Tahleen More than 1 year ago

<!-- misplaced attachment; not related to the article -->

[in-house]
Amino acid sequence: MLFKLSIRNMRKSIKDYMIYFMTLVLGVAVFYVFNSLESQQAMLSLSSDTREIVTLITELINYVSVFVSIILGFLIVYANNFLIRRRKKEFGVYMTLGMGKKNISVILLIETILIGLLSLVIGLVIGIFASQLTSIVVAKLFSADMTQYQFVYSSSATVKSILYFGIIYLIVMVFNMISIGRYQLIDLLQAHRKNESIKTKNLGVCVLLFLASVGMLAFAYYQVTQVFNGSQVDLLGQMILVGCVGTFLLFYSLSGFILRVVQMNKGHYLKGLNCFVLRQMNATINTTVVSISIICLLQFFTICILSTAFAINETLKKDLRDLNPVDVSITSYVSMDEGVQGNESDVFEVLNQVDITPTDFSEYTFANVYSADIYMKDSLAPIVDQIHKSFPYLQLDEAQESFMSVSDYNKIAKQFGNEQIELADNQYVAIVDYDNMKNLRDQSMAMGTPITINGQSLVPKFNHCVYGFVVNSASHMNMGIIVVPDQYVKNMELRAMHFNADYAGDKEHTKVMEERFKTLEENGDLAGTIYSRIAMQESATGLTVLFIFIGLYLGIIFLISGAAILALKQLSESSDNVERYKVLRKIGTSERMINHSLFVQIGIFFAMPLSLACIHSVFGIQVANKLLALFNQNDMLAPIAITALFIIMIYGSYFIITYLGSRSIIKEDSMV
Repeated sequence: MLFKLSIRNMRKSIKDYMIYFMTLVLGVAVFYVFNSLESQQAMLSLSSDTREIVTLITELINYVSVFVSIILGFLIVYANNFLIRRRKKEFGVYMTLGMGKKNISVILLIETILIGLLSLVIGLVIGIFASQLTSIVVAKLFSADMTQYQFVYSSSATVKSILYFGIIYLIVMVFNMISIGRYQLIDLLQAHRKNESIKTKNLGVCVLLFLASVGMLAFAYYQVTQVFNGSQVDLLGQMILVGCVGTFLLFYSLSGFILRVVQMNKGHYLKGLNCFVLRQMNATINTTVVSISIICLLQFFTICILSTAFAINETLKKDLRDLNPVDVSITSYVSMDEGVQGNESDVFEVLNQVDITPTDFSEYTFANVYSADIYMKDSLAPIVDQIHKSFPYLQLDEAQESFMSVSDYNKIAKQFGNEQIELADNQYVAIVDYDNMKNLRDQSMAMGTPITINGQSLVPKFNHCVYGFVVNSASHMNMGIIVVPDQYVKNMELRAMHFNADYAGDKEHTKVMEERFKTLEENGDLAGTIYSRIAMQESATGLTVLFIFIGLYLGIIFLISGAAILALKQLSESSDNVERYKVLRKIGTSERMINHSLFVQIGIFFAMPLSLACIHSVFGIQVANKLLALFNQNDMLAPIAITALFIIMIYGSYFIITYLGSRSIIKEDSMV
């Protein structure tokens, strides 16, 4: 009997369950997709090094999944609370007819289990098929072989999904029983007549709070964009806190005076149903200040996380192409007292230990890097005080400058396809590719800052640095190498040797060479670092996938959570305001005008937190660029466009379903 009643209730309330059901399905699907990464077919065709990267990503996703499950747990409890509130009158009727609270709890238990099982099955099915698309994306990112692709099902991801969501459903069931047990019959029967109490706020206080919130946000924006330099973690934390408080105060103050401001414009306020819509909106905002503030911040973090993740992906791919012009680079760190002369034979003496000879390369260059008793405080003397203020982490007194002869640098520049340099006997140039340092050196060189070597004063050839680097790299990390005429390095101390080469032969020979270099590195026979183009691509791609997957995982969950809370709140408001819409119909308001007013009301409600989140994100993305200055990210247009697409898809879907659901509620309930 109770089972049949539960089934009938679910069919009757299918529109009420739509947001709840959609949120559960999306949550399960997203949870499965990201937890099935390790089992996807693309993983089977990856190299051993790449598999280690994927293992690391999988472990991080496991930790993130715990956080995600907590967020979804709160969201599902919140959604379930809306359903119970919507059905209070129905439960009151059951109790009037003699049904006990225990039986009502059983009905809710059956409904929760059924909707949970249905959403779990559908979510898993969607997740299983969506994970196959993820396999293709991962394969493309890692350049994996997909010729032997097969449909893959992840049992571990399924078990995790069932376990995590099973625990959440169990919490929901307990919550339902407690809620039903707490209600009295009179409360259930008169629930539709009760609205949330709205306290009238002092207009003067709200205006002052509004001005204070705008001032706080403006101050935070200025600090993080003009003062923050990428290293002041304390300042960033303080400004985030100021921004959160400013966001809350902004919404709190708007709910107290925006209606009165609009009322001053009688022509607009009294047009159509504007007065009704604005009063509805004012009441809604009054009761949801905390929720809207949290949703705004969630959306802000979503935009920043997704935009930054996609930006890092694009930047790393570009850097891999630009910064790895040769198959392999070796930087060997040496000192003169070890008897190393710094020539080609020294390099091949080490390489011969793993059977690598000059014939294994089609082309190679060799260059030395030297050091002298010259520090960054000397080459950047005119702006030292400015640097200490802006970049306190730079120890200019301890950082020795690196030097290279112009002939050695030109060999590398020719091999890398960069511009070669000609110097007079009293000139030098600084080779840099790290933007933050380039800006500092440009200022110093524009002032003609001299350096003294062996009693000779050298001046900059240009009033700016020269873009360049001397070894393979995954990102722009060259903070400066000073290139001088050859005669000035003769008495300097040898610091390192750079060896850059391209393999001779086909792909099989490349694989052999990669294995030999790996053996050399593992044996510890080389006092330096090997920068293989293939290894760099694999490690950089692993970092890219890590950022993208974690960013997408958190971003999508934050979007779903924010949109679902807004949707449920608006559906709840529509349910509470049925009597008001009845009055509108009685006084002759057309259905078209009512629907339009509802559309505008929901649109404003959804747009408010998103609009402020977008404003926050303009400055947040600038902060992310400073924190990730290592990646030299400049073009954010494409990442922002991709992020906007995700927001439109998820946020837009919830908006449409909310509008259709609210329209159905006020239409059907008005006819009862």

Lucia Alvarez is your typical teenage girl. She loves fashion, is excited to start wearing makeup, dreams over her crush. But she is not a modern teen in America-she lives in Cuba in 1961, the beginning of Castro's revolution. She notices things in her safe community of Puerto Mijares start to change: people are disappearing, losing jobs, and joining brigades supporting the revolution. Even her best friend starts to support it and forget about the things that once meant something to her. At first Lucia thinks this is all for the best, a good thing. The revolution will make life better and more equal for everyone, or so she is told. But when she begins to see trusted members of her community being taken away and her own home life is drastically changed, she's not so sure. Finally her parents make an incredibly difficult decision: to send her and her little brother, Frankie, to the United States. Alone. Christina Diaz Gonzalez tells the story of a young teen who goes through complete upheaval, taken away from everything she knows, including her language and family, and is plopped down in a completely foreign environment. What makes this story so incredible is that it's not an isolated incident. In an author's note, Gonzalez tells us about what later became known as Operation Pedro Pan, the largest exodus of unaccompanied children into the United States ever. The story is one of heartache and change, of coming of age in a land not your own and being forced to grow up a little sooner than expected. Lucia witnesses horrific things in the place she's lived her whole life, and not too long after finds out she is leaving her homeland the day before her plane is due to leave-everything happens so quickly that she has trouble processing it all. I loved all of the adults in the book, too. Her parents are parents-they worry about their children and wants what's best for them. Lucia's mother nags her to do what's right, even on a long-distance phone call from Cuba (don't act like those American teenagers in the movies!). Her father always tries to make the best of things and bring humor into their lives when others might see none. And their foster parents are fantastic, too. Mrs. Baxter is a motormouth and a very motherly woman, who isn't quite sure about Cuban culture, mixing it up with Mexican on one occasion, but who will do her very best to help the Alvarez children and love them like her own. Mr. Baxter is much more quiet and sparing with his affection; Lucia doesn't believe he even likes the two of them, despite Mrs. Baxter's affirmation of the contrary. Eventually we see his hard exterior break down bit by bit. I cared about all of them, and for me that is one of the most crucial things in reading a book. The only thing I would say is that it might help to know a bit about the history of all this before beginning the story. The author's note is essential for those who know nothing, and I might even suggest reading it before the rest of the book. I was lucky enough to know about it beforehand and I think it aided in my reading of the book. That said, each chapter begins with a real headline from a newspaper in the United States about the Cuban revolution and Castro's rise to power, providing valuable background and insight for the reader. The headlines progress along with the story chronologically. A fantastic introduction for a little-addressed yet important part of American and Cuban history.